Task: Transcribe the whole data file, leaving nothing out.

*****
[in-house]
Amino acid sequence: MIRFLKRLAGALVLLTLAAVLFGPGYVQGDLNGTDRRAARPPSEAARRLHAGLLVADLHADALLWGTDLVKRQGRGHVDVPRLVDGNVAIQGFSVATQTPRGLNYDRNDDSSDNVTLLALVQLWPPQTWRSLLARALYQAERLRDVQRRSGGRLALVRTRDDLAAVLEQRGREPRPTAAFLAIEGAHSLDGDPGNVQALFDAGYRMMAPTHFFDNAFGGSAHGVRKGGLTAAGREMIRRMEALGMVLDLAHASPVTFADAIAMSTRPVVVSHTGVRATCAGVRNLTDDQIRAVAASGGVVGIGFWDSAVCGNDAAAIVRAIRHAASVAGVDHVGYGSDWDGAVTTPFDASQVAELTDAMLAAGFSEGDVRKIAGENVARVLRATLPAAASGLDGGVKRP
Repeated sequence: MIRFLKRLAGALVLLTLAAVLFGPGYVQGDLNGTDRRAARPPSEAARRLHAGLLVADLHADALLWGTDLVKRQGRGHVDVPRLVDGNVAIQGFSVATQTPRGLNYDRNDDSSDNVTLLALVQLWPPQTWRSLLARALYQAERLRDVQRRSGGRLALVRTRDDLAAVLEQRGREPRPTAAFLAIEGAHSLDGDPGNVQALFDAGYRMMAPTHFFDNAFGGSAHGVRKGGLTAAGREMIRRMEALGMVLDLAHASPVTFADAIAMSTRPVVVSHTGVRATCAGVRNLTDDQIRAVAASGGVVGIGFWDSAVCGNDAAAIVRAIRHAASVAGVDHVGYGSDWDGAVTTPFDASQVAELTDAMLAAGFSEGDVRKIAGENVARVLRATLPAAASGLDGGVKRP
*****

[in-house]
Amino acid sequence: MIRFLKRLAGALVLLTLAAVLFGPGYVQGDLNGTDRRAARPPSEAARRLHAGLLVADLHADALLWGTDLVKRQGRGHVDVPRLVDGNVAIQGFSVATQTPRGLNYDRNDDSSDNVTLLALVQLWPPQTWRSLLARALYQAERLRDVQRRSGGRLALVRTRDDLAAVLEQRGREPRPTAAFLAIEGAHSLDGDPGNVQALFDAGYRMMAPTHFFDNAFGGSAHGVRKGGLTAAGREMIRRMEALGMVLDLAHASPVTFADAIAMSTRPVVVSHTGVRATCAGVRNLTDDQIRAVAASGGVVGIGFWDSAVCGNDAAAIVRAIRHAASVAGVDHVGYGSDWDGAVTTPFDASQVAELTDAMLAAGFSEGDVRKIAGENVARVLRATLPAAASGLDGGVKRP
Repeated sequence: MIRFLKRLAGALVLLTLAAVLFGPGYVQGDLNGTDRRAARPPSEAARRLHAGLLVADLHADALLWGTDLVKRQGRGHVDVPRLVDGNVAIQGFSVATQTPRGLNYDRNDDSSDNVTLLALVQLWPPQTWRSLLARALYQAERLRDVQRRSGGRLALVRTRDDLAAVLEQRGREPRPTAAFLAIEGAHSLDGDPGNVQALFDAGYRMMAPTHFFDNAFGGSAHGVRKGGLTAAGREMIRRMEALGMVLDLAHASPVTFADAIAMSTRPVVVSHTGVRATCAGVRNLTDDQIRAVAASGGVVGIGFWDSAVCGNDAAAIVRAIRHAASVAGVDHVGYGSDWDGAVTTPFDASQVAELTDAMLAAGFSEGDVRKIAGENVARVLRATLPAAASGLDGGVKRP